Author ned.deily
Recipients albertjan, ned.deily, r.david.murray, ronaldoussoren
Date 2014-03-21.07:12:02
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It's hard to be absolutely sure what is going on here since you show several different interpreters and appear to be running on a non-standard, unsupported platform but, as David noted, the primary issue is that the process locale has almost certainly not been set to a correct value.  In general, OS X does not set a default locale for a login process, although programs like may do so by default when they start a login shell for you.  But if you login via ssh, for example, no locale environment variable will be set unless you do it yourself.  You can examine the environment variables in the running interpreter with:

>>> import os,pprint
>>> pprint.pprint(dict(os.environ))
'LANG': 'en_US.UTF-8',

Look for LANG or LC_ALL variables.  You can also use locale.getdefaultlocale() to see what the locale module is using as a default.  You can override or establish a default by setting the LANG environment variable in your shell session; to do it "permanently", add the setting to your login shell's startup profile.  For example:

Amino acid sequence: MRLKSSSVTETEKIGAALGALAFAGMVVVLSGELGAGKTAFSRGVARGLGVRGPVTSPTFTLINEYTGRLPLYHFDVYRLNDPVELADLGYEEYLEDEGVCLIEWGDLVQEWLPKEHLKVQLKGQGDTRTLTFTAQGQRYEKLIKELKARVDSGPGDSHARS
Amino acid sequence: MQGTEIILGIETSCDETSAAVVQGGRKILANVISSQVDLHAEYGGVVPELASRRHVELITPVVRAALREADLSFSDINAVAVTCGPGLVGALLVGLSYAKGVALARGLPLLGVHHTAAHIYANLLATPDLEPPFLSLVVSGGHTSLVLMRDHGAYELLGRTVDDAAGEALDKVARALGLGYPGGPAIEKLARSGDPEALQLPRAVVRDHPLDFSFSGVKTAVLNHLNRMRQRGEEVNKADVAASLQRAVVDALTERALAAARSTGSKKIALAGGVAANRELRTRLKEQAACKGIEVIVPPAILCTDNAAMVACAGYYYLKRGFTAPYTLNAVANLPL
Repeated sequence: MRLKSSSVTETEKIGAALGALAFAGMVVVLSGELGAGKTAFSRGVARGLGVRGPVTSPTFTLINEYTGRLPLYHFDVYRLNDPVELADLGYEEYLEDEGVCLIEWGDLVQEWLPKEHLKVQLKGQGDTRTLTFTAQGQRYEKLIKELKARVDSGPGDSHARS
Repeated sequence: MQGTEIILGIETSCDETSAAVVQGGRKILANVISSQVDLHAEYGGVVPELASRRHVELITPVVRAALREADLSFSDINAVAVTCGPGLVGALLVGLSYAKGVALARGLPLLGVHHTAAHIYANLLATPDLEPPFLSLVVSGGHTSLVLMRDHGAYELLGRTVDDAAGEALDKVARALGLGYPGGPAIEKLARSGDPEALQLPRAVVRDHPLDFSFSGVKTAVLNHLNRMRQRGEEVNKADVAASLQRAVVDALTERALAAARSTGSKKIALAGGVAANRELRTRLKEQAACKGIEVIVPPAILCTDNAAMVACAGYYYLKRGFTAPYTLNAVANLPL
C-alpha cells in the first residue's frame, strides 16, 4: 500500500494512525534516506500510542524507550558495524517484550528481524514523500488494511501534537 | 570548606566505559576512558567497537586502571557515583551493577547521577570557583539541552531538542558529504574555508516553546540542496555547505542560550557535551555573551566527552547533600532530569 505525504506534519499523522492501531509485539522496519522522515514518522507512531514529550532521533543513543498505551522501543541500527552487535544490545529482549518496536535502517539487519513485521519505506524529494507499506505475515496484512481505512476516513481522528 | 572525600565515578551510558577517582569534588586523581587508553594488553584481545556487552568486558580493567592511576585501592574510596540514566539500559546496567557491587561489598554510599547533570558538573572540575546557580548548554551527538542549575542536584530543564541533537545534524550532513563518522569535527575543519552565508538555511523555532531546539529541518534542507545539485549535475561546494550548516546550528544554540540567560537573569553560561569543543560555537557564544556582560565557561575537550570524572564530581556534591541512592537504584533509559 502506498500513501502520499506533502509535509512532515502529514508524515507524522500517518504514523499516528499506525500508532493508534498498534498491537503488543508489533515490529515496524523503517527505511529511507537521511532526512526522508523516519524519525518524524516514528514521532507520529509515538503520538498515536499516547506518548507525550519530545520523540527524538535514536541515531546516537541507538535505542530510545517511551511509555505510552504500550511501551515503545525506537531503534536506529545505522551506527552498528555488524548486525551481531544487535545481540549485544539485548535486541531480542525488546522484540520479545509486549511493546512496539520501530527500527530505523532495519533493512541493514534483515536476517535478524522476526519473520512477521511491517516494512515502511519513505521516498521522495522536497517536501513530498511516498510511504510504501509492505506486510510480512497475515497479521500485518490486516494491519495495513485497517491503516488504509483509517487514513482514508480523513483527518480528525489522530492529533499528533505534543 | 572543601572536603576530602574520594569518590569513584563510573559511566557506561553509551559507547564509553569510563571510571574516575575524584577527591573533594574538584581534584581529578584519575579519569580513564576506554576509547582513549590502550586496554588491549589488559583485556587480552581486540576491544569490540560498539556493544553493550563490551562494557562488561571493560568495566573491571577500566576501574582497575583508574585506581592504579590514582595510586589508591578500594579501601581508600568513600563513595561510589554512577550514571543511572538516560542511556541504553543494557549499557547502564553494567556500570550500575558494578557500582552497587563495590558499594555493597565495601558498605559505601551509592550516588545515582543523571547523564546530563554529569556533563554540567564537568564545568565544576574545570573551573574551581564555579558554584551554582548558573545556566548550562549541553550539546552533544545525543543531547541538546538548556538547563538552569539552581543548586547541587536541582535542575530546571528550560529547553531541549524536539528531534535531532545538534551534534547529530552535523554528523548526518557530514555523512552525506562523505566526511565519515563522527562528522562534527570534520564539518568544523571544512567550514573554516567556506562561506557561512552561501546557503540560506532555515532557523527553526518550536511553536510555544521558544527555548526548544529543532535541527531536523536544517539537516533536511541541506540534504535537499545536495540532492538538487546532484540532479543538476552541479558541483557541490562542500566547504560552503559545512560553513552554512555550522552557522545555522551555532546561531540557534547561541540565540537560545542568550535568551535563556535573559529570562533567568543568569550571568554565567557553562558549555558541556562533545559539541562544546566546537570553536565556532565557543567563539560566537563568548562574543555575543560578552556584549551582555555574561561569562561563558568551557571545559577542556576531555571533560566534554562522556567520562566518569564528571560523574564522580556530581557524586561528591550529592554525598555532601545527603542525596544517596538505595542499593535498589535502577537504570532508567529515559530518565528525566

export LANG=en_US.UTF-8

The secondary issue is the segfault.  You say you are running on "Mountain Lion 10.9.1" but OS X Mountain Lion is 10.8.x.  If you are, in fact, running on 10.9.1 (also known an Mavericks) with the 3.3.2, the segfault using the interactive interpreter is the problem documented in Issue18458 and has nothing to do with locale.  The solution for that is to upgrade to a more recent Python 3, either Python 3.3.5 or the newly-released 3.4.0.
Date User Action Args
2014-03-21 07:12:02ned.deilysetrecipients: + ned.deily, ronaldoussoren, r.david.murray, albertjan
2014-03-21 07:12:02ned.deilysetmessageid: <>
2014-03-21 07:12:02ned.deilylinkissue20999 messages
2014-03-21 07:12:02ned.deilycreate